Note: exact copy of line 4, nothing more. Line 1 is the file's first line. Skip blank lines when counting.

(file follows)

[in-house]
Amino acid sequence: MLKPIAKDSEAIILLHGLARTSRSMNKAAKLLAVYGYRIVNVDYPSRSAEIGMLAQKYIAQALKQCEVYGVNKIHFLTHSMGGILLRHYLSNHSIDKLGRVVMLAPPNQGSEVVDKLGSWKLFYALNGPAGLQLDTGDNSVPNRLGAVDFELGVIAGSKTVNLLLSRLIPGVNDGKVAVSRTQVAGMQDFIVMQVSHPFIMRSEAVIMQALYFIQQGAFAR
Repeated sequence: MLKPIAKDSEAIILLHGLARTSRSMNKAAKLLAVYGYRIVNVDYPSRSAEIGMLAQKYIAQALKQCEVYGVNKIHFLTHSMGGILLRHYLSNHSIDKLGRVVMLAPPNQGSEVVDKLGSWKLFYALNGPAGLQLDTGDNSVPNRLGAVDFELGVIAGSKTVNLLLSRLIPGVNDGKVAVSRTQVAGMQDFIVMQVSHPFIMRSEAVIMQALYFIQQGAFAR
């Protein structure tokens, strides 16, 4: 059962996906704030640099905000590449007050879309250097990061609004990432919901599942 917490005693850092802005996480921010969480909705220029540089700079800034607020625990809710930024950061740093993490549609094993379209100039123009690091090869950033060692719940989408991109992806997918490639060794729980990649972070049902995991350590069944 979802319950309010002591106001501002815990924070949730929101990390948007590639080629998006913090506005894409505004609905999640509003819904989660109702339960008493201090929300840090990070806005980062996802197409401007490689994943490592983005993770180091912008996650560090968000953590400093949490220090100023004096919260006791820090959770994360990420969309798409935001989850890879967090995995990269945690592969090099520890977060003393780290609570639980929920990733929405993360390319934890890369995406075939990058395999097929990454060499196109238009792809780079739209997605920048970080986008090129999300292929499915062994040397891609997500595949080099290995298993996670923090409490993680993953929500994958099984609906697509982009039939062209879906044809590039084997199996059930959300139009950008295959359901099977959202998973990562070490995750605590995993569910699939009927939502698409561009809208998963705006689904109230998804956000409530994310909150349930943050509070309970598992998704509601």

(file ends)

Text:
């Protein structure tokens, strides 16, 4: 059962996906704030640099905000590449007050879309250097990061609004990432919901599942 917490005693850092802005996480921010969480909705220029540089700079800034607020625990809710930024950061740093993490549609094993379209100039123009690091090869950033060692719940989408991109992806997918490639060794729980990649972070049902995991350590069944 979802319950309010002591106001501002815990924070949730929101990390948007590639080629998006913090506005894409505004609905999640509003819904989660109702339960008493201090929300840090990070806005980062996802197409401007490689994943490592983005993770180091912008996650560090968000953590400093949490220090100023004096919260006791820090959770994360990420969309798409935001989850890879967090995995990269945690592969090099520890977060003393780290609570639980929920990733929405993360390319934890890369995406075939990058395999097929990454060499196109238009792809780079739209997605920048970080986008090129999300292929499915062994040397891609997500595949080099290995298993996670923090409490993680993953929500994958099984609906697509982009039939062209879906044809590039084997199996059930959300139009950008295959359901099977959202998973990562070490995750605590995993569910699939009927939502698409561009809208998963705006689904109230998804956000409530994310909150349930943050509070309970598992998704509601």